Looking back on childhood choirs, I can clearly remember being told to ‘take a big breath’ in order to get through the line of a song; it’s such a traditional and pervasive idea for creating an effective singing voice. Even a couple of years ago, a student who had started studying for the ABRSM Grade 4 Vocal exam with another teacher, came to me and showed me the pieces she was working on. Most of the pencilled-in annotations and notes I could decipher, but I was confused by several saying ‘BB’ throughout the pieces; when I asked the student what it meant she said, “oh, that’s where I need to take a big breath!”
At this point I almost hung my head in my hands! This student had come to me asking for help improving her tone, volume and control; she was singing with a very airy, quiet voice ….. and of course, there was the answer, scrawled across her music in pencil ….
It sounds counter-intuitive to say ‘use less air’, or at least, use the amount of air necessary, is probably a more accurate way of phrasing it. After all, when Marilyn sang ‘Happy Birthday Mr President’, she was deliberately over-breathy for effect.
The vocal cords’ primary function is to be a valve; after all, the need to control air flow in and out of the lungs preceded the need for sound! Imagine how tightly you need to pinch your fingers at the opening of a party balloon in order to stop the air escaping … at this point your fingers are acting as a tightly-closed valve. Your vocal cords act in a similar way if you over-fill your lungs with air and then try to control the resulting air pressure – whilst asking your vocal cords to vibrate, close and stretch to produce the lovely sounds you want – the stress caused will either force the vocal cords apart, creating an ‘airy’ or ‘aspirate’ vocal quality, or the required note will simply not work, crack or sound strained. This is even more obvious on high notes where more stretch is required in the vocal cords.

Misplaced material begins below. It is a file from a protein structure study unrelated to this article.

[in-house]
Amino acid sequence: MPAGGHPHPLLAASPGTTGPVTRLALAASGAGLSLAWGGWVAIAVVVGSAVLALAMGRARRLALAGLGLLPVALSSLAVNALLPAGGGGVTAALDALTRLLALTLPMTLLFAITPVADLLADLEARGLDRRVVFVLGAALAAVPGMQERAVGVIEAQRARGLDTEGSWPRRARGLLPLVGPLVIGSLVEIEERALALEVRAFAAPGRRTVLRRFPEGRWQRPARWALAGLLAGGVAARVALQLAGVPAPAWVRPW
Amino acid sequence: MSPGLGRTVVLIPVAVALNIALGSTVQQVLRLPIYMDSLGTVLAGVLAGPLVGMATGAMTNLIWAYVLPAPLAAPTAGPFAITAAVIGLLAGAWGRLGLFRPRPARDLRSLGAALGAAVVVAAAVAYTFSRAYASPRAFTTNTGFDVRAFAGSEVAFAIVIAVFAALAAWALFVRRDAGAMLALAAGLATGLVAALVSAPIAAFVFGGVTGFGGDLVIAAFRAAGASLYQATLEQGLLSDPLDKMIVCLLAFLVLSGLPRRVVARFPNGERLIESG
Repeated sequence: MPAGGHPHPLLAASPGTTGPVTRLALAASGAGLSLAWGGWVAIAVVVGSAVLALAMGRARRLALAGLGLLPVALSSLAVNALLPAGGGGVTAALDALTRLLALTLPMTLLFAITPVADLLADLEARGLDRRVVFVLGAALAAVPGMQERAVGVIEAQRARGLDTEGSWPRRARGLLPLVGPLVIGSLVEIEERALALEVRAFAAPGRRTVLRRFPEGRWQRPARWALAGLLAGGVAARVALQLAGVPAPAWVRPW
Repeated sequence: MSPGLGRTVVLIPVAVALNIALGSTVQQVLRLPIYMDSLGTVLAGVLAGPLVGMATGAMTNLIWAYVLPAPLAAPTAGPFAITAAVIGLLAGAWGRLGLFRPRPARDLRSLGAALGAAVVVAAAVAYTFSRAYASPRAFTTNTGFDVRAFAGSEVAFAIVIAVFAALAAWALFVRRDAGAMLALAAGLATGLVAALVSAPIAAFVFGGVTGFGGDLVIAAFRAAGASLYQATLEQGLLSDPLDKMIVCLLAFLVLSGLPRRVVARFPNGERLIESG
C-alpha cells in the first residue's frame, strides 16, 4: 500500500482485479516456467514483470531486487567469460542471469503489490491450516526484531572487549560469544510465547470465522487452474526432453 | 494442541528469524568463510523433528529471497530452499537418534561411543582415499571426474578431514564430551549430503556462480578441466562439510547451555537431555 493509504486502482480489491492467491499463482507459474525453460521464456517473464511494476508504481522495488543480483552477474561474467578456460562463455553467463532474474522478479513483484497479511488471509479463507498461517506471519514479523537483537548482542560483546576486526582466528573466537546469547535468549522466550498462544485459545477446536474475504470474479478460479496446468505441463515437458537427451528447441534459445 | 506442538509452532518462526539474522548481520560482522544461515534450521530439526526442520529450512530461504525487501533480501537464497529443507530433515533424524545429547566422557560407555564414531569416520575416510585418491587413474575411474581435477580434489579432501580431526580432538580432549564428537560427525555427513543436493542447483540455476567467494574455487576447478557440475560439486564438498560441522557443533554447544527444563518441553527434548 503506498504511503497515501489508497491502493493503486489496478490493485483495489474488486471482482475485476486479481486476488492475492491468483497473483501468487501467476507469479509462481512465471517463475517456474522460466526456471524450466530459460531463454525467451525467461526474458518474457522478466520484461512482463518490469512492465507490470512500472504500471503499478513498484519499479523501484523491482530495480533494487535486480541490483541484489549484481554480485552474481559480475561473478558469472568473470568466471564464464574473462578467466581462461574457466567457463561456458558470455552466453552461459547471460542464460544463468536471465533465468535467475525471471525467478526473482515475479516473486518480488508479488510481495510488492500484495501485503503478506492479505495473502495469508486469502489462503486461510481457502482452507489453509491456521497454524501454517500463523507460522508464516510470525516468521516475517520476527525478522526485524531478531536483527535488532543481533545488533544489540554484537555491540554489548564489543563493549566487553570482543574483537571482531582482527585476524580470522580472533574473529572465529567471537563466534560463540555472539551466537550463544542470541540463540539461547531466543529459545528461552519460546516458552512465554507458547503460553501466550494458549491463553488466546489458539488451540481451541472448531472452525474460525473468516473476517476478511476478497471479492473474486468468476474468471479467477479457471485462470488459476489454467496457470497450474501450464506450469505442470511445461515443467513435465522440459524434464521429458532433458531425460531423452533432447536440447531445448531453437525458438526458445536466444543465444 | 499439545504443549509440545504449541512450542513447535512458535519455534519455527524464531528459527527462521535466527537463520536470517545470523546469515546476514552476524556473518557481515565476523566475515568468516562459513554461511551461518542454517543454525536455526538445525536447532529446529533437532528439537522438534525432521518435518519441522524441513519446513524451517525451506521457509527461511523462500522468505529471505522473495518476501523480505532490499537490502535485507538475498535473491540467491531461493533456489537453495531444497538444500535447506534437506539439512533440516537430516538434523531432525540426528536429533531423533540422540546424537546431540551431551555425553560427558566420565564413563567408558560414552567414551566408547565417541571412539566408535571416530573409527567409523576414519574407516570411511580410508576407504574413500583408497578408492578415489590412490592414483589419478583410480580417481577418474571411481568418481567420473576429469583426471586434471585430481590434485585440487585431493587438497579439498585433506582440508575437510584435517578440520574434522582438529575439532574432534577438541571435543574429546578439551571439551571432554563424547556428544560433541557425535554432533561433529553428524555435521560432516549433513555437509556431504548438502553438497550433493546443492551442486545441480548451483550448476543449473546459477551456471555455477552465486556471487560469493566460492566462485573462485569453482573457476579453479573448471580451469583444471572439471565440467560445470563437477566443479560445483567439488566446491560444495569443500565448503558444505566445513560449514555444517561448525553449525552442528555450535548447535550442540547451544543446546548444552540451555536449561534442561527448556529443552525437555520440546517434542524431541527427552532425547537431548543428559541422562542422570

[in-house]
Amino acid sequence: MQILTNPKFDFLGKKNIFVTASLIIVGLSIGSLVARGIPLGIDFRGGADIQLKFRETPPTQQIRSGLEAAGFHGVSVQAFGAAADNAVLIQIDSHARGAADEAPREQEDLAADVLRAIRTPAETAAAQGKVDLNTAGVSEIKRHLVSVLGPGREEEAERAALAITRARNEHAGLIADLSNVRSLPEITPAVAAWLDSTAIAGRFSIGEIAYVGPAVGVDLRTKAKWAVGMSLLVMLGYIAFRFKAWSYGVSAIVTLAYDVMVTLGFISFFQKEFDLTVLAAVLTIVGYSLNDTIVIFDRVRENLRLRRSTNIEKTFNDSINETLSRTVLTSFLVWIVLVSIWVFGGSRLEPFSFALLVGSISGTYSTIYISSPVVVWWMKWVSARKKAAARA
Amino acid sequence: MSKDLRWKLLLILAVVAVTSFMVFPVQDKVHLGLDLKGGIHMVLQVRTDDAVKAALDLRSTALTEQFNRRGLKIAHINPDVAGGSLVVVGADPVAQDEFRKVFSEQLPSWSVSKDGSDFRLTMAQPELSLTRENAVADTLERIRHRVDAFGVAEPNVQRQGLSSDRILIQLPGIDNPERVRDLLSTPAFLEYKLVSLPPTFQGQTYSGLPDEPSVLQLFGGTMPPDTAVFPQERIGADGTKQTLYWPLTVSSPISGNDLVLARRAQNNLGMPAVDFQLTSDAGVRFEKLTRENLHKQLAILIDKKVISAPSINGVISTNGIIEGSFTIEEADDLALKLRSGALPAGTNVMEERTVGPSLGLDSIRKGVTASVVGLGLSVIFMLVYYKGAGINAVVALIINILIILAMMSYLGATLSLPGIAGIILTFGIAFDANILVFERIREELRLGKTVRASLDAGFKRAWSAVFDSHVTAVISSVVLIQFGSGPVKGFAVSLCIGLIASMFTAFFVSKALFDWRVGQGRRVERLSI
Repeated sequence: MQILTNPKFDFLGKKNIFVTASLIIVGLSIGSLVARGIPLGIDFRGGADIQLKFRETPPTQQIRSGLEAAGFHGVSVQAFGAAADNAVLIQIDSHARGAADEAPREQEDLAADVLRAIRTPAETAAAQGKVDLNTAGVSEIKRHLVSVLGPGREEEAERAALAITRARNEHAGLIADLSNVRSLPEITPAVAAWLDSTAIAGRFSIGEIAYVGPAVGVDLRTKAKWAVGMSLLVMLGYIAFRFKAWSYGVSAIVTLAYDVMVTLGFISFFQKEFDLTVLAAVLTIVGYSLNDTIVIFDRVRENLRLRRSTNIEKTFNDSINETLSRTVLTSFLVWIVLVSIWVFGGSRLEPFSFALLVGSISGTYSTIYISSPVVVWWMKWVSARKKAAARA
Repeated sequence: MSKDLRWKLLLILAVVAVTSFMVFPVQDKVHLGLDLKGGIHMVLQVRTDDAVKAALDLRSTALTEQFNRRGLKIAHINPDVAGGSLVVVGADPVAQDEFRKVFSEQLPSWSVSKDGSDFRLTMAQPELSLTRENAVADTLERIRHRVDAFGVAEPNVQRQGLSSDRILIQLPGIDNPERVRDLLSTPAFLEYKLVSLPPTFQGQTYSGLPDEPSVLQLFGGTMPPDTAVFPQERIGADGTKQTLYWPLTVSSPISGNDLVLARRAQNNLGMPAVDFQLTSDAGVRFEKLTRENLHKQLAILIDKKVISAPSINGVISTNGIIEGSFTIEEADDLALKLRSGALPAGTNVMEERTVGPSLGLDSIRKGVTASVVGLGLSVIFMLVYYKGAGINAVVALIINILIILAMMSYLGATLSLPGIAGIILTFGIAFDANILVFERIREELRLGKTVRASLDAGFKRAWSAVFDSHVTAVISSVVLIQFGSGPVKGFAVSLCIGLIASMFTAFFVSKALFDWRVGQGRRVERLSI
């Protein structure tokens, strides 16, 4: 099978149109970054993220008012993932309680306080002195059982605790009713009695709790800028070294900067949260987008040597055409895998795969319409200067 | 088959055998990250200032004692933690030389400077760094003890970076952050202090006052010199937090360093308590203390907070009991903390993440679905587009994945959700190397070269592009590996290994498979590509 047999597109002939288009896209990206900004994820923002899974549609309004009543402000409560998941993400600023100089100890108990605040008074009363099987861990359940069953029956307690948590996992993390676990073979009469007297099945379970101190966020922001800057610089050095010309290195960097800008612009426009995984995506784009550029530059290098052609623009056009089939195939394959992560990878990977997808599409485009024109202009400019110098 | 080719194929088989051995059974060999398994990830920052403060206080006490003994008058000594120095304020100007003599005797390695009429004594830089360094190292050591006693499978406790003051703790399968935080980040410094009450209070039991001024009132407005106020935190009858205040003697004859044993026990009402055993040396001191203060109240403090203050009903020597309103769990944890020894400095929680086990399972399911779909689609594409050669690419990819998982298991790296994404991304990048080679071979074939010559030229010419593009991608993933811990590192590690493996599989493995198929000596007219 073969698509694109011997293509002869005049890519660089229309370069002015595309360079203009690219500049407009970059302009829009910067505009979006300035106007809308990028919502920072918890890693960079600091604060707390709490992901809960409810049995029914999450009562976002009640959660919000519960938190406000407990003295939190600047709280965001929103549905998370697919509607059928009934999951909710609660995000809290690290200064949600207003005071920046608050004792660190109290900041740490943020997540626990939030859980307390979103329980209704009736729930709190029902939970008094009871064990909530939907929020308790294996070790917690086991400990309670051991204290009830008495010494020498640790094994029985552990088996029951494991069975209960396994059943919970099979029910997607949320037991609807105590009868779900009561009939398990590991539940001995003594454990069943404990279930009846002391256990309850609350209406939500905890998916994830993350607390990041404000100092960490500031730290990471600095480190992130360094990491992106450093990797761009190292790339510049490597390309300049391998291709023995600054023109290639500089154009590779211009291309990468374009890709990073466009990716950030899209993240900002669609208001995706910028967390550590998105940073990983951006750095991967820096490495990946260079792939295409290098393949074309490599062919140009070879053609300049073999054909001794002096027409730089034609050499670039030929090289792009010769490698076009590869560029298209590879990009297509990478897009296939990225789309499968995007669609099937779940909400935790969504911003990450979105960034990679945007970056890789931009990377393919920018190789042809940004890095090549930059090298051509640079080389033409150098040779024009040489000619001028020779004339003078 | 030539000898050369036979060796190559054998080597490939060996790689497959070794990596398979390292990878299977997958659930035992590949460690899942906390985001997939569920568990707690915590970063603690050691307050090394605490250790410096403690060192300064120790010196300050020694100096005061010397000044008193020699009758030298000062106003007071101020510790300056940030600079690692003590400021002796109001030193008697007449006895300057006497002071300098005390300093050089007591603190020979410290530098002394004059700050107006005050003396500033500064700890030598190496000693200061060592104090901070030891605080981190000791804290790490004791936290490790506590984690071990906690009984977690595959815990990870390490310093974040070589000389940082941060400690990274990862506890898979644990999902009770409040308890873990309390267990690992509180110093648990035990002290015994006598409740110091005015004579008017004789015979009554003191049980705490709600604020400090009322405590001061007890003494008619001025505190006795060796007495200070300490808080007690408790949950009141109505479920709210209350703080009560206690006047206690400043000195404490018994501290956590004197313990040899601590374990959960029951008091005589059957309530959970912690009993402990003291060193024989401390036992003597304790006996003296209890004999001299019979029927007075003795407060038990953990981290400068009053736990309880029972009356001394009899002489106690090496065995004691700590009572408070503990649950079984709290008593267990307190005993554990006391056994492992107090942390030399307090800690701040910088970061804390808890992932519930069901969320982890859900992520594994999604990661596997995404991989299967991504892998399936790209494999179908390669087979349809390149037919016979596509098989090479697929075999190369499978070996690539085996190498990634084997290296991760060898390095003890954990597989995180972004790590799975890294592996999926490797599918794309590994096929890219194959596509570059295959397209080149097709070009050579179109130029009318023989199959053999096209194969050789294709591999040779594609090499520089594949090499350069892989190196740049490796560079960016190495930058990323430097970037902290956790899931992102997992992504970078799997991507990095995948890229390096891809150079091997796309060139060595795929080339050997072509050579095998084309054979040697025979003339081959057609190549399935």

I tell all my students that this is basically the first lesson of singing – if we can understand the physics behind how air affects our sound, we can begin to unravel several problems at once.
So, in order to produce more volume, clarity of tone, and even pitch control, we need to banish the idea of the ‘big breath’ to the bin of history … or simply leave it for sultry renditions of the birthday song …
The next logical question might be, ‘how do I get to the end of that line without taking in three more breaths?!’ … so I’ll discuss that in my next blog.
For more info and practical application of the techniques and ideas discussed in this blog, please contact me or visit http://www.fionawallace.com for more info.
©️Fiona Wallace 2018